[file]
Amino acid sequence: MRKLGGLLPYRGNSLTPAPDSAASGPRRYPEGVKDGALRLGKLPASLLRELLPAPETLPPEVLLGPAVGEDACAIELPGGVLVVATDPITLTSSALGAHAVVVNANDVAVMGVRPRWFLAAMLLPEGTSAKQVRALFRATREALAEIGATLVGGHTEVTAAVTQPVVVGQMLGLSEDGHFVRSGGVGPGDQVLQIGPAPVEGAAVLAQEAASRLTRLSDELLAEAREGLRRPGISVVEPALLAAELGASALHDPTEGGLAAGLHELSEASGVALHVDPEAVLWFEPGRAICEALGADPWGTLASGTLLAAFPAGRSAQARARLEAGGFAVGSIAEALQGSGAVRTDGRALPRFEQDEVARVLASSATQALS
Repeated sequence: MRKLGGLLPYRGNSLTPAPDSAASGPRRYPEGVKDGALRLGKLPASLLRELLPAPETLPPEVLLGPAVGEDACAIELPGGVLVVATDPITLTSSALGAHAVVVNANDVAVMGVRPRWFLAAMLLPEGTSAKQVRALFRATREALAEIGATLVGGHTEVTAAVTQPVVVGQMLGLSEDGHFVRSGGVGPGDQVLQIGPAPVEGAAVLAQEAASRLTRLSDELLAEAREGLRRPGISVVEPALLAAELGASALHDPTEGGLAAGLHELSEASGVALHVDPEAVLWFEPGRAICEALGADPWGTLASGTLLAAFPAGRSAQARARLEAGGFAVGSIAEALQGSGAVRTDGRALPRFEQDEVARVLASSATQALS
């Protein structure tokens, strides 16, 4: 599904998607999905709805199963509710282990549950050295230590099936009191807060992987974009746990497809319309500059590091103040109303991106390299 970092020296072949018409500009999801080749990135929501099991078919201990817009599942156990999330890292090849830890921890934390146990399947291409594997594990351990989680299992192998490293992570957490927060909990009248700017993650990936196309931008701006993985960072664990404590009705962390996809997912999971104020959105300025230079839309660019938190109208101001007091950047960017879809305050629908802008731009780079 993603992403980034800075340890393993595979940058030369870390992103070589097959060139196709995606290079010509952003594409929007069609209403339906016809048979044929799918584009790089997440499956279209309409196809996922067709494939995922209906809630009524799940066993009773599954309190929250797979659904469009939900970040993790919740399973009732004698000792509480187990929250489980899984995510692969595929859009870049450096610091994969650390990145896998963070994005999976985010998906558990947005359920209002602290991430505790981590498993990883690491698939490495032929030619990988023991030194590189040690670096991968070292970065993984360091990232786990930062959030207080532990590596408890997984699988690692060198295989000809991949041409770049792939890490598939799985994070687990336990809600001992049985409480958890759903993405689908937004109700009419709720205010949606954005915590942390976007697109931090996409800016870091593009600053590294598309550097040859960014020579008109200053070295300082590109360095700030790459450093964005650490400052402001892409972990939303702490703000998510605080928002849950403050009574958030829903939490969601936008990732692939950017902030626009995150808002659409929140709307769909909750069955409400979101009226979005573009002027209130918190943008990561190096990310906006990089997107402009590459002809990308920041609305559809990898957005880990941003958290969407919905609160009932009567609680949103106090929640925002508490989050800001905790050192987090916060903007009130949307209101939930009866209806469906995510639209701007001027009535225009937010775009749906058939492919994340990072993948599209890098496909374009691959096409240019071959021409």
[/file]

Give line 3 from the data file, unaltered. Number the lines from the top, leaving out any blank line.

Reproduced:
């Protein structure tokens, strides 16, 4: 599904998607999905709805199963509710282990549950050295230590099936009191807060992987974009746990497809319309500059590091103040109303991106390299 970092020296072949018409500009999801080749990135929501099991078919201990817009599942156990999330890292090849830890921890934390146990399947291409594997594990351990989680299992192998490293992570957490927060909990009248700017993650990936196309931008701006993985960072664990404590009705962390996809997912999971104020959105300025230079839309660019938190109208101001007091950047960017879809305050629908802008731009780079 993603992403980034800075340890393993595979940058030369870390992103070589097959060139196709995606290079010509952003594409929007069609209403339906016809048979044929799918584009790089997440499956279209309409196809996922067709494939995922209906809630009524799940066993009773599954309190929250797979659904469009939900970040993790919740399973009732004698000792509480187990929250489980899984995510692969595929859009870049450096610091994969650390990145896998963070994005999976985010998906558990947005359920209002602290991430505790981590498993990883690491698939490495032929030619990988023991030194590189040690670096991968070292970065993984360091990232786990930062959030207080532990590596408890997984699988690692060198295989000809991949041409770049792939890490598939799985994070687990336990809600001992049985409480958890759903993405689908937004109700009419709720205010949606954005915590942390976007697109931090996409800016870091593009600053590294598309550097040859960014020579008109200053070295300082590109360095700030790459450093964005650490400052402001892409972990939303702490703000998510605080928002849950403050009574958030829903939490969601936008990732692939950017902030626009995150808002659409929140709307769909909750069955409400979101009226979005573009002027209130918190943008990561190096990310906006990089997107402009590459002809990308920041609305559809990898957005880990941003958290969407919905609160009932009567609680949103106090929640925002508490989050800001905790050192987090916060903007009130949307209101939930009866209806469906995510639209701007001027009535225009937010775009749906058939492919994340990072993948599209890098496909374009691959096409240019071959021409």